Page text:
What is a Pyramid Scheme?
A pyramid scheme is a fraudulent investment scheme that relies on the recruitment of new members to generate profits for earlier investors. Participants are promised high returns for recruiting other participants into the scheme, with the expectation that the new recruits will recruit even more participants, creating a chain of recruitment. The focus of the scheme is on getting as many new members as possible, rather than on the sale of a product or service.
In a pyramid scheme, the early participants receive a substantial return on their investment, which encourages them to recruit others. As more participants are recruited, the returns to each subsequent participant become smaller, until eventually, new participants will not be able to earn enough money to offset their investment, and the scheme collapses. The only people who benefit from the scheme are the early participants, who are able to collect the majority of the funds invested by new participants.
Pyramid schemes are illegal in many countries, including the United States, as they are considered a form of fraud. They are also often called Ponzi schemes, after Charles Ponzi, who became infamous for running such a scheme in the 1920s.
In conclusion, a pyramid scheme is a fraudulent investment scheme that relies on the recruitment of new members to generate profits for earlier investors. The focus of the scheme is on getting as many new members as possible, rather than on the sale of a product or service. The early participants receive substantial returns, while the returns to subsequent participants become smaller, until the scheme collapses. Pyramid schemes are illegal in many countries and are considered a form of fraud.
A pyramid scheme is like building a tower of cards. Imagine you and your friends are building a tower of cards and one of your friends says they will give you a prize if you can bring them more friends to help build the tower. So you bring more friends, but they also have to bring more friends, and so on. The only way for everyone to get a prize is if more and more people keep joining and building the tower. But eventually, there won't be enough people to keep the tower going and it will fall apart. This is like a pyramid scheme.
In a pyramid scheme, people are promised a reward for recruiting more people into the scheme. The only way for everyone to get the reward is if more and more people keep joining and investing money, just like building a tower of cards. But eventually, there won't be enough people to keep the scheme going and it will collapse, leaving most participants with nothing.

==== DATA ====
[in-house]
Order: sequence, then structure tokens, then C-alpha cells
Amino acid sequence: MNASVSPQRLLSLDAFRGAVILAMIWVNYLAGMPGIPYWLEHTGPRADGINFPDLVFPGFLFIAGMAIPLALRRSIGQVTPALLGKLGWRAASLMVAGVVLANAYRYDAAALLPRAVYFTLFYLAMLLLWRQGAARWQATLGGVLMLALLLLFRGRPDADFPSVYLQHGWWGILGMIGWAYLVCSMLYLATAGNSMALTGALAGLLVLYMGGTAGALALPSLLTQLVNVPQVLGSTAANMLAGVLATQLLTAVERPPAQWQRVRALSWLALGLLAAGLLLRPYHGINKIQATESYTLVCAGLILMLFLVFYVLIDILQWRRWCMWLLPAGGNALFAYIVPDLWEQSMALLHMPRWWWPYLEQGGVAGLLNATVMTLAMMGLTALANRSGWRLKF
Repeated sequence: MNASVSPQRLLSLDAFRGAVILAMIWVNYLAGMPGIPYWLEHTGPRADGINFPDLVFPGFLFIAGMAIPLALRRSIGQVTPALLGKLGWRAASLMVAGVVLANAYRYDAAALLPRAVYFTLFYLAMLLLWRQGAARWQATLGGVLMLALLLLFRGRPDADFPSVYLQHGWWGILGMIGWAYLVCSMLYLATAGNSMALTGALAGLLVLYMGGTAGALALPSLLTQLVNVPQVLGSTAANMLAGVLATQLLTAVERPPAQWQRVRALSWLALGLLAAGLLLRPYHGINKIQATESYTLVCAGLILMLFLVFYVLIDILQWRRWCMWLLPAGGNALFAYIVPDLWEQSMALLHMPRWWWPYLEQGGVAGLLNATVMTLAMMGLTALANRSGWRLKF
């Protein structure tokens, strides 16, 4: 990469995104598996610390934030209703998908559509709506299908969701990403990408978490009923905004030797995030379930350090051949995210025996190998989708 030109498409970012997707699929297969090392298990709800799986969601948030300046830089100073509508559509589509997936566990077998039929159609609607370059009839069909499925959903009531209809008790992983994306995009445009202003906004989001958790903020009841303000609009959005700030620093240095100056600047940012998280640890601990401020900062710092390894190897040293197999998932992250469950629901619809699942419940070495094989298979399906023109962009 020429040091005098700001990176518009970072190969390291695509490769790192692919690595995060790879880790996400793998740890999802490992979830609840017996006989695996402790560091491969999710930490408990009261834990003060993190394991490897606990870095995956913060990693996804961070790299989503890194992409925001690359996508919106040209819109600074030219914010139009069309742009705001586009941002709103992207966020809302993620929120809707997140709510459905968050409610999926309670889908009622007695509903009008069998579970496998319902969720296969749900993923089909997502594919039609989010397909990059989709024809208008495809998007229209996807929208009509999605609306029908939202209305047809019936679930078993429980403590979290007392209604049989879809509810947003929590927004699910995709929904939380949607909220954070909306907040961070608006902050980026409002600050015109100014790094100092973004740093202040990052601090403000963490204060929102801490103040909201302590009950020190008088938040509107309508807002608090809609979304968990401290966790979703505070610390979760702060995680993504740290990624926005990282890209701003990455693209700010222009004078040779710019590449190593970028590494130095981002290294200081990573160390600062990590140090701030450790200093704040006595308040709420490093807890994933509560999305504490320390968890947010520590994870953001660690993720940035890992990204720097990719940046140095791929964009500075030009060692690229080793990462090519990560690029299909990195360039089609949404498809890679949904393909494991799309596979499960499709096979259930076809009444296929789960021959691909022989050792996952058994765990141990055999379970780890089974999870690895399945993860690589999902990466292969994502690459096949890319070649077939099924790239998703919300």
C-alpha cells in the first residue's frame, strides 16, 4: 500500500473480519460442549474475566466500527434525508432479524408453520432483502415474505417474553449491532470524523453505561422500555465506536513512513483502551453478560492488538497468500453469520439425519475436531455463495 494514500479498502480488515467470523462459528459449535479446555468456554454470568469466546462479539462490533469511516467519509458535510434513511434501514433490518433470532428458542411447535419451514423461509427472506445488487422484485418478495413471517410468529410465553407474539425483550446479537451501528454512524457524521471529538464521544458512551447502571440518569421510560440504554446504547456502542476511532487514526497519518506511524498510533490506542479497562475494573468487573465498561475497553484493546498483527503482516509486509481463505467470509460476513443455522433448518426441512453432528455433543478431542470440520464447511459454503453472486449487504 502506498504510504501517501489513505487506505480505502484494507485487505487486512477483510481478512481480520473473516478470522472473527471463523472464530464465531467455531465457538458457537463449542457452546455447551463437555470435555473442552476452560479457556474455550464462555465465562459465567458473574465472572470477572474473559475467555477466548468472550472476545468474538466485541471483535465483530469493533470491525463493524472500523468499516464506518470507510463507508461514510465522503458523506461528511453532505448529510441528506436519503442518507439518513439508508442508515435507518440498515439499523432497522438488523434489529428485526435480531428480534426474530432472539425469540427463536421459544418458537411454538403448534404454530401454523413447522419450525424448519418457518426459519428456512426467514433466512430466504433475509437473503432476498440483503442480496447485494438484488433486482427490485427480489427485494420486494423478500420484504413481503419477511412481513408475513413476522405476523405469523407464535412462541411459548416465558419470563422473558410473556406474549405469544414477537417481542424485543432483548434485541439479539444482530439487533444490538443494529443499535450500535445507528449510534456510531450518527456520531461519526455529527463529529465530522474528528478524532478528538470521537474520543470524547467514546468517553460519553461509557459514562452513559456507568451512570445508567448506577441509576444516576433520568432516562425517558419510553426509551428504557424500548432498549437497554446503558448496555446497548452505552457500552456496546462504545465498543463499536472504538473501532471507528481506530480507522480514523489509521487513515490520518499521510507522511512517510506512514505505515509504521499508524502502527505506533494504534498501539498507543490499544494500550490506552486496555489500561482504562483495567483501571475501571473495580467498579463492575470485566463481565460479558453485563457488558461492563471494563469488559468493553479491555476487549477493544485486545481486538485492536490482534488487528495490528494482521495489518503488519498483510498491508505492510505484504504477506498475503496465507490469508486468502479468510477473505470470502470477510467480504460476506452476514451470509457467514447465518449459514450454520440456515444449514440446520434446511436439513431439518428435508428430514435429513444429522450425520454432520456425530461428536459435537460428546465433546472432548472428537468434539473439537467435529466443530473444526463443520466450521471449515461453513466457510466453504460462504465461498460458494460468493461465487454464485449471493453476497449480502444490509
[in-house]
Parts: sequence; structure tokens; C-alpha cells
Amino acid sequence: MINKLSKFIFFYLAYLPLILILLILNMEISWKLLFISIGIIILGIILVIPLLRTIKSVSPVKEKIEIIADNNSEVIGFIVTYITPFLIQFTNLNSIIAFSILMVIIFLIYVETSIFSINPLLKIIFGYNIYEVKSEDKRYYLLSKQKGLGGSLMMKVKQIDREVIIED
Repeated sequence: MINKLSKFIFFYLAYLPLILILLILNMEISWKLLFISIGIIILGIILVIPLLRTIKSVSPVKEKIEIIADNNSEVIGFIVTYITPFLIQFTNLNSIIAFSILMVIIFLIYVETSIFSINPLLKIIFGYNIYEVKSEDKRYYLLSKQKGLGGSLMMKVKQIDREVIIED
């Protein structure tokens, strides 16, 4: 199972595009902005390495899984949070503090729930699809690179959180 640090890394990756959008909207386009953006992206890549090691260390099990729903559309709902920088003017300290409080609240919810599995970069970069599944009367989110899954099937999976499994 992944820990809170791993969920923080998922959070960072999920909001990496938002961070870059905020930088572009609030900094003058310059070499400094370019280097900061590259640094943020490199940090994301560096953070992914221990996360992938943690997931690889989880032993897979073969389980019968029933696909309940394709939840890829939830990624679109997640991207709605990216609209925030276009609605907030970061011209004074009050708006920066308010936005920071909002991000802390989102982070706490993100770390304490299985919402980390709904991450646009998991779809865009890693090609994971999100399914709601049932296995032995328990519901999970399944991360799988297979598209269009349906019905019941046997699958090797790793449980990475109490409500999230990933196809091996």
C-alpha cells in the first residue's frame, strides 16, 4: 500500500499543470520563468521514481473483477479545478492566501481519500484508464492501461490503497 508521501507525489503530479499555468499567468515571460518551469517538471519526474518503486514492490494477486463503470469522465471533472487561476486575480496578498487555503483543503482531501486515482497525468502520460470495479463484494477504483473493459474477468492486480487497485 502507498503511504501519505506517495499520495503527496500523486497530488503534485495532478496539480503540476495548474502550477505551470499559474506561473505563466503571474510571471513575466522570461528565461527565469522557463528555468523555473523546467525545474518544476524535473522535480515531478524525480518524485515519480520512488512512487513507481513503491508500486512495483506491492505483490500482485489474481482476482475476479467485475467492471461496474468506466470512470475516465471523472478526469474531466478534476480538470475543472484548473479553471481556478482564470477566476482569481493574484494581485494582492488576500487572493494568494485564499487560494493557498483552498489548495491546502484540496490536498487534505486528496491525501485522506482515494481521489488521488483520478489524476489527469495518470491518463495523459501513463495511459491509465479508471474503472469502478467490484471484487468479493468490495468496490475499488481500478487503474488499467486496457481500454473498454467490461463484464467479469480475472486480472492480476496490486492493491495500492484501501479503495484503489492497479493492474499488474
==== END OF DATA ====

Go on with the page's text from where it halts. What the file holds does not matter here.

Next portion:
History of the Term "Pyramid Scheme"
The fraudulent practice of pyramid schemes has historical antecedents predating the term itself, often involving chain letters and recruitment-based scams. The earliest documented use of the term "pyramid scheme" can be traced back to a 1934 Federal Trade Commission (FTC) report, which investigated a deceptive business model associated with the sale of beauty products. The term gained prominence in the 1970s as multi-level marketing (MLM) companies proliferated, with some being exposed as pyramid schemes masquerading as legitimate enterprises. The dissemination and standardization of the term occurred through media coverage, where news outlets and investigative reports brought attention to the workings of pyramid schemes, thereby raising public awareness. Additionally, government agencies, notably the FTC, and consumer protection organizations played a crucial role in adopting and popularizing the term through regulatory pronouncements, investigations, and warnings about the harmful nature of pyramid schemes, contributing to its widespread use.
Multi-Level Marketing (MLM) Pyramid Scheme: A multi-level marketing (MLM) pyramid scheme is a type of pyramid scheme that operates by recruiting a large number of individuals to sell a product or service. Participants are incentivized to recruit more participants, who in turn recruit even more participants, and so on. The recruitment process creates a pyramid-shaped structure, with the top levels of the pyramid earning money from the sales of those below them. In a pyramid scheme, the focus is on recruitment, not on selling the product or service, and most participants will earn little or no money from their efforts.
Ponzi Scheme: A Ponzi scheme is a type of pyramid scheme that operates by using the investments of new participants to pay returns to earlier participants. The scheme attracts new investors with the promise of high returns and minimal risk, but in reality, it is simply using the investments of new participants to pay returns to earlier participants, creating the illusion of a profitable investment. Ponzi schemes eventually collapse when the operator can no longer attract enough new investors to pay the returns owed to earlier participants, or when a large number of investors attempt to cash out their investments at the same time.
Gift Scheme: A gift scheme is a type of pyramid scheme that operates by encouraging participants to give gifts to other participants in exchange for the promise of receiving gifts from a larger number of participants in the future. Participants are often required to recruit new participants to join the scheme and to make a gift to someone else in the scheme. The scheme collapses when the number of participants is insufficient to support the number of gifts promised, and most participants end up losing money. Gift schemes are often marketed as "gifting clubs" or "women's prosperity clubs," and they are illegal in many jurisdictions.